DESIGNING WAVEGUIDE FILTERS FOR COMMUNICATION DEVICES
RF/Microwave filters find wide application in communication systems, such as satellite links or wireless base stations. Microwave filters are passive devices employed to select a specific band of the frequency spectrum. Depending on the spectral region that is selected or rejected, they are classified in low-pass filters, high-pass filters, band-pass filters or band-stop filters. Passive devices at the output stage of the communication system must be able to deal with very high power signals. Because of that, waveguide technology is the ideal choice to implement these devices. This work presents the design of a different kind of waveguide-based filter.
Working Principle of Filter?
So, what is magic behind filter? How does it reject signals and pass others? In order to understand this, let us first go through the concept of mismatch. When there is perfect impedance match between the input impedance of system with output load impedance, maximum energy transferred from input to output otherwise there is always some energy loss. A measure of this transmission loss is the reflection coefficient and the related return loss. A frequency dependent mismatch exists in RF/uW devices, due to which signals at those frequencies where the mismatch exists will experience reflection caused by the mismatch. Extreme mismatches are caused by open and short circuits. Filters approach open or short circuit impedances in their stop bands – implying near total reflection. Passive non-resistive filters work by reflection caused by a mismatch condition introduced by the frequency dependent nature of the input impedance. In the bandpass filter (BPF), the resonators and the couplings are arranged in such a way, that the filter is transparent for passband signals. In the stop bands of the filter, the mismatch will cause reflection and thereby attenuation/rejection.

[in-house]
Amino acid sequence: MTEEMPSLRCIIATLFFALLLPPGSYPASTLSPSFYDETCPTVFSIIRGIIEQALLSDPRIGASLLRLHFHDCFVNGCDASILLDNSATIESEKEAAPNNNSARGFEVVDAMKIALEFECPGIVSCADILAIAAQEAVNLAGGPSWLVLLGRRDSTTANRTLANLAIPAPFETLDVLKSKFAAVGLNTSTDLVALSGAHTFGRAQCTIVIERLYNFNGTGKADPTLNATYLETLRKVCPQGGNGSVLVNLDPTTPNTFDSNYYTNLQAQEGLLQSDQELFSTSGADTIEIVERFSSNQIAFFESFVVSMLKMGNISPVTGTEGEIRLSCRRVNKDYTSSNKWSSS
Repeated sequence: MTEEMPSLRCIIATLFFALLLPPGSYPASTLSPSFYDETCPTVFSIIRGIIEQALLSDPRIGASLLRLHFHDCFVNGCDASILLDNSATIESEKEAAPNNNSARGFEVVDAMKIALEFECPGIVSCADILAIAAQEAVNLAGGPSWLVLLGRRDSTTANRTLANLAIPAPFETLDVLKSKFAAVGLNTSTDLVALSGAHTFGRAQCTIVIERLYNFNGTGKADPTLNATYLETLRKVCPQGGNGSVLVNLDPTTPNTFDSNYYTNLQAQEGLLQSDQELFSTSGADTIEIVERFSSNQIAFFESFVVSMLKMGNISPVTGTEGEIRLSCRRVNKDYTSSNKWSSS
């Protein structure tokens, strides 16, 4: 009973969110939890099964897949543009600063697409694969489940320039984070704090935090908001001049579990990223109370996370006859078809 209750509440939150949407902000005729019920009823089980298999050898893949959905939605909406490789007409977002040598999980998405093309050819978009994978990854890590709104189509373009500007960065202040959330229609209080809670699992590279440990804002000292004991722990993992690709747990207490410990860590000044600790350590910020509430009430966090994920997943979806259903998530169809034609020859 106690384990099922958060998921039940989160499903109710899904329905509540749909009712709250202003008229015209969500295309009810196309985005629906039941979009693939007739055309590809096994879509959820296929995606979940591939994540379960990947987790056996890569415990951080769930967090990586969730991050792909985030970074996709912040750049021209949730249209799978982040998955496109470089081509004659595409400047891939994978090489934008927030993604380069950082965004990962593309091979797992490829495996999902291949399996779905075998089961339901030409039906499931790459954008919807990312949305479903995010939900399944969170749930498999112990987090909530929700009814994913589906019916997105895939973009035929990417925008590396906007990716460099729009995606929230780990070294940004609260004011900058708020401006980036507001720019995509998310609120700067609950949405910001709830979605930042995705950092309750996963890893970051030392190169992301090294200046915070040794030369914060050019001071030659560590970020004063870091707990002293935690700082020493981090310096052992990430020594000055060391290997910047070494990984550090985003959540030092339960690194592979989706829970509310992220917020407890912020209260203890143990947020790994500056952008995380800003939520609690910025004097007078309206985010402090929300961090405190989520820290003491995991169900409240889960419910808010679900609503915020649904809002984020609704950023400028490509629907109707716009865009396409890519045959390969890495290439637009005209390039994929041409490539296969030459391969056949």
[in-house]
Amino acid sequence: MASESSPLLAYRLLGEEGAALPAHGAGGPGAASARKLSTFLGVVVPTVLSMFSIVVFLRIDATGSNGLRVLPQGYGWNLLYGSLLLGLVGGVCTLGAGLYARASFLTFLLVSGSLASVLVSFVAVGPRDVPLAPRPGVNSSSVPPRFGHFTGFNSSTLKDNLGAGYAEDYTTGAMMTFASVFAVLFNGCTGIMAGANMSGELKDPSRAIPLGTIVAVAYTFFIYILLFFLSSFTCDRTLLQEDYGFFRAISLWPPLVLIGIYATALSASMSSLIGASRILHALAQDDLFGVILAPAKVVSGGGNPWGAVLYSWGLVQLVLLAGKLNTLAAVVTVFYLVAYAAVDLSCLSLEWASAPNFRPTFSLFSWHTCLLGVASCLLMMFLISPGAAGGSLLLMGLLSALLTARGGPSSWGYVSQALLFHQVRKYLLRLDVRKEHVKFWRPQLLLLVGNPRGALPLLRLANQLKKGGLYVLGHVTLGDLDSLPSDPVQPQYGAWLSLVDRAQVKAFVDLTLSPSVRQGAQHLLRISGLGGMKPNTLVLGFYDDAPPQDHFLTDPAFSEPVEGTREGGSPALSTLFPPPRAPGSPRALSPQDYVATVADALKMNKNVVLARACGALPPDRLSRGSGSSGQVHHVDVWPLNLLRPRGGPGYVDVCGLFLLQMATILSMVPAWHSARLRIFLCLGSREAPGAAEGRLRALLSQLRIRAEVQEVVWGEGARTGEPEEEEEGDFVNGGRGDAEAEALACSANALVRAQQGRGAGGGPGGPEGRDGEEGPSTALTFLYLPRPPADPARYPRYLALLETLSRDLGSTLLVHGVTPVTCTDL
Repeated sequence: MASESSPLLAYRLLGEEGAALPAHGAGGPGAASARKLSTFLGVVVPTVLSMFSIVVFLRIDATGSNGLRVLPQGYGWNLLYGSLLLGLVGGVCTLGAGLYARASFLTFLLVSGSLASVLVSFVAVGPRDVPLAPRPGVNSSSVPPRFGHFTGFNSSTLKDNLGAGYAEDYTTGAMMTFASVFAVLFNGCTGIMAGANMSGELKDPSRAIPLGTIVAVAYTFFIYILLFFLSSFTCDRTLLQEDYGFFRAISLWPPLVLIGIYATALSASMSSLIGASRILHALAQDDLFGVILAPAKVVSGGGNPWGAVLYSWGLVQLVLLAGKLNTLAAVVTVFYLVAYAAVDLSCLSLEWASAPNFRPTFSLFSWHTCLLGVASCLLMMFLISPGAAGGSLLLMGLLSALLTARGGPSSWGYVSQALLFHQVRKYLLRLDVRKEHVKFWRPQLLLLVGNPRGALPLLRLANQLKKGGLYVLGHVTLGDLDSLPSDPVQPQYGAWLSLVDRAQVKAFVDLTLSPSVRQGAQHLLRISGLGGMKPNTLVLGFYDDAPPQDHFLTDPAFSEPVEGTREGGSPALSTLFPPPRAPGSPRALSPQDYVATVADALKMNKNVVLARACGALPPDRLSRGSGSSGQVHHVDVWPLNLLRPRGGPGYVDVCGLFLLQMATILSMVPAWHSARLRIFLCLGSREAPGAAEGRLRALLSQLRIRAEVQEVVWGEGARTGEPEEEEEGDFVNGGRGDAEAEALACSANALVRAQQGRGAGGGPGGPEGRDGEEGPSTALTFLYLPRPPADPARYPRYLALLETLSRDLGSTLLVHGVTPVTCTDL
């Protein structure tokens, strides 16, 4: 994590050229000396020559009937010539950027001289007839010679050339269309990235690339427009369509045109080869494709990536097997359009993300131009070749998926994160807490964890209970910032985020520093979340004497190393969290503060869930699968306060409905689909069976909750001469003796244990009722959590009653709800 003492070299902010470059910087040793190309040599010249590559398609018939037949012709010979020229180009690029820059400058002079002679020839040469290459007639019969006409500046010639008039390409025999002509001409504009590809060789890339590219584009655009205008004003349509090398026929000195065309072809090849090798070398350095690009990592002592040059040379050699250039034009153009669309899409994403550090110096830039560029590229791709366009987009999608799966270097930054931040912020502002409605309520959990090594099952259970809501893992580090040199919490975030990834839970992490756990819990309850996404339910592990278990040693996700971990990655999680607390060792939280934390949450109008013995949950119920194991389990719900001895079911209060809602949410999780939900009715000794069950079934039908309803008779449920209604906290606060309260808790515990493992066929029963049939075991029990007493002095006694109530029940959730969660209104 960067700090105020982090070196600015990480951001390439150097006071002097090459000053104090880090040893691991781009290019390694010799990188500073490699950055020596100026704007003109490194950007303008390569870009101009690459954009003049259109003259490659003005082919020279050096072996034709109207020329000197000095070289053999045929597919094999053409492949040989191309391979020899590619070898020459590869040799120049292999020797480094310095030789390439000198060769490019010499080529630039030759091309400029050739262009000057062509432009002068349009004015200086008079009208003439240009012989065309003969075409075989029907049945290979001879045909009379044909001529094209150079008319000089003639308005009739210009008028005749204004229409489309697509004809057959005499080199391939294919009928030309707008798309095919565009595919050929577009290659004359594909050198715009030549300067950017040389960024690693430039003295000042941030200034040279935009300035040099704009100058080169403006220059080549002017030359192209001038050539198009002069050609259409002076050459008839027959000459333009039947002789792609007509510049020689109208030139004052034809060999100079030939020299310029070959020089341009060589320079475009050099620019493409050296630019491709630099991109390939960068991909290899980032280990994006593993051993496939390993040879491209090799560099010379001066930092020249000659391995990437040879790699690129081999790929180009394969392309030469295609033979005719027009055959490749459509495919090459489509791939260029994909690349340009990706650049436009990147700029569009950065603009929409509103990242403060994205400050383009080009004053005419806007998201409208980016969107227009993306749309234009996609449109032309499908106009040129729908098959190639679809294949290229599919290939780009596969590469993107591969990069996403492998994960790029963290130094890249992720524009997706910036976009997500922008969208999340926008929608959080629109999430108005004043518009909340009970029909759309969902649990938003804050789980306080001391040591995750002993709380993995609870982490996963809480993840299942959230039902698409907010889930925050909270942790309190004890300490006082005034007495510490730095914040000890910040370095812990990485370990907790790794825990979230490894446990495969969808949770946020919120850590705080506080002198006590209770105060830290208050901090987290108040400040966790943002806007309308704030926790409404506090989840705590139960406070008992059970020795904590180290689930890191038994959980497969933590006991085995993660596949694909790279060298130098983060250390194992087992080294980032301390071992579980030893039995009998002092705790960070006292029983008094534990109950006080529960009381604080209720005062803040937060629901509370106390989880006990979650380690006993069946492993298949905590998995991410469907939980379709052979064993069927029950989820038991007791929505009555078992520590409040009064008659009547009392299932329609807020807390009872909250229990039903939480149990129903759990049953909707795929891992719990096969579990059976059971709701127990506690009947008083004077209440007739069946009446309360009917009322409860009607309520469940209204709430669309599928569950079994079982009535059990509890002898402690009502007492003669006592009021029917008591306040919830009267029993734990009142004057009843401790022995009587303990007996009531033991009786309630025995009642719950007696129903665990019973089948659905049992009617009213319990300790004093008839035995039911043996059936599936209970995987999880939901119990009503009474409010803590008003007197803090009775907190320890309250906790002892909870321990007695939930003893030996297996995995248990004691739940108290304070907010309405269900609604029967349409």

1. 8-Pole Interdigital Bandpass Filter
Interdigital filters are coupled-line structures to implement bandpass filter. The interdigital filter has compact size compared to other coupled line filter hence more popular. Below figure shows one type of 8-pole waveguide based on the center frequency at 1.5 GHz. Each resonator element is a quarter-wavelength long at the mid-band frequency and is short-circuited at one end and open-circuited at the other end. Coupling is achieved by way of the fields fringing between adjacent resonator elements.
In interdigital filter, the second passband is centered at three times the center frequent y of the first passband, and there is no possibility of spurious responses in between. The rates of cutoff and the strength of the stop bands are enhanced by multiple-order poles of attenuation at dc and at even multiples of the center frequency of the first passband.
The simulated frequency response of the filter determined using FEM solver is shows the variations of S-parameters with frequency for the L-band interdigital BPF. The unwanted harmonics are suppressed with stop band attenuation better than -14 dB everywhere. FEM mesh and simulated data is are shown in figures.
2. Dielectric-filled Co-axial line Filter
This is dielectric-filled coaxial cable low pass filter that is tuned with five annular rings (irises) that are added to the outer conductor wall in this design. To address the wideband frequency response with a fine frequency resolution, the model is simulated using fullwave 3D electromagnetic solver. The computed S-parameters show a low-pass frequency response with a cutoff frequency around 770 MHz.
This stepped-impedance low pass filter includes electrically conductive coaxial transmission line, at least one inductive element and at least one capacitive element. The capacitive elements and the inductive elements are disposed in an alternating manner along a length of the transmission line.
3. Four-Resonator Comb Line Bandpass Filter
EM simulation is the key design tool for filter design and has reduced experimental design work for distributed-element and waveguide resonator filters to a minimum or made it completely redundant. The EM simulation involves the calculation of the electromagnetic fields inside the filter structure. 3D EM simulation uses full wave analysis that is what actually exists in nature. 4-resonator combline filter fields at fc and port S-parameter response.
The design and dimensions of the model have been optimized to a point where great performance was significantly shown alongside with good matching around 535 MHz.